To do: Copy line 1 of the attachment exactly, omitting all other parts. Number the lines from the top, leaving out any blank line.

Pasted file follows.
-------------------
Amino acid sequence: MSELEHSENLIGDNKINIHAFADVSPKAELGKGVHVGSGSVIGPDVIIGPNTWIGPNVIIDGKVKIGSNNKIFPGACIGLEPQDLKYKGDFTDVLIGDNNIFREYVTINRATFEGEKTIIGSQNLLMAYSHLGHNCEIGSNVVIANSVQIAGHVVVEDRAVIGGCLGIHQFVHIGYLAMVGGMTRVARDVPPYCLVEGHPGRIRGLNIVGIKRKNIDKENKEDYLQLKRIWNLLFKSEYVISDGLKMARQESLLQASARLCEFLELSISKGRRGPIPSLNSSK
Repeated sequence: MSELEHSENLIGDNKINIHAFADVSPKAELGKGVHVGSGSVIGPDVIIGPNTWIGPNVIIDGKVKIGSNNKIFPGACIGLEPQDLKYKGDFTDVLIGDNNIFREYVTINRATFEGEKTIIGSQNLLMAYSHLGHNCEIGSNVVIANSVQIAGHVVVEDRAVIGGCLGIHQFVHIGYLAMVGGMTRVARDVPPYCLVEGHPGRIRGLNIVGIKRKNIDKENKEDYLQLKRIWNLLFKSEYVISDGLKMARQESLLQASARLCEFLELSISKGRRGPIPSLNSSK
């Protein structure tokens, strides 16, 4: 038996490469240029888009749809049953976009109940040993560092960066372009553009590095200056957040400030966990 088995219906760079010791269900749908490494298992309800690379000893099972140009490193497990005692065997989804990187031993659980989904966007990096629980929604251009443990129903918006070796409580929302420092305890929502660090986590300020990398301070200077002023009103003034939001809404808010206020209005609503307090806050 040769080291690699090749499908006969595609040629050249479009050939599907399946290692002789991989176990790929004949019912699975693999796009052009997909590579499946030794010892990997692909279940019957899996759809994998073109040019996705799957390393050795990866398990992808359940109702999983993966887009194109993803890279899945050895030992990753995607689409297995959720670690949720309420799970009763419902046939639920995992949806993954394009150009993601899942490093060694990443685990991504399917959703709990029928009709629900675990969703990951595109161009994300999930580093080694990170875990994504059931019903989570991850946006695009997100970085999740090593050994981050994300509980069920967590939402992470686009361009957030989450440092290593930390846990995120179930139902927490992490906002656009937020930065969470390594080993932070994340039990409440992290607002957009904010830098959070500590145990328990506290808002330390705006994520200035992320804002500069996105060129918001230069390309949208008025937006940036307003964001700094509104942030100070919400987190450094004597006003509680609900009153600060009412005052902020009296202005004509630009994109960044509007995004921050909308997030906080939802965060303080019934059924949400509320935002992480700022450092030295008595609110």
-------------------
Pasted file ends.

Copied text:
Amino acid sequence: MSELEHSENLIGDNKINIHAFADVSPKAELGKGVHVGSGSVIGPDVIIGPNTWIGPNVIIDGKVKIGSNNKIFPGACIGLEPQDLKYKGDFTDVLIGDNNIFREYVTINRATFEGEKTIIGSQNLLMAYSHLGHNCEIGSNVVIANSVQIAGHVVVEDRAVIGGCLGIHQFVHIGYLAMVGGMTRVARDVPPYCLVEGHPGRIRGLNIVGIKRKNIDKENKEDYLQLKRIWNLLFKSEYVISDGLKMARQESLLQASARLCEFLELSISKGRRGPIPSLNSSK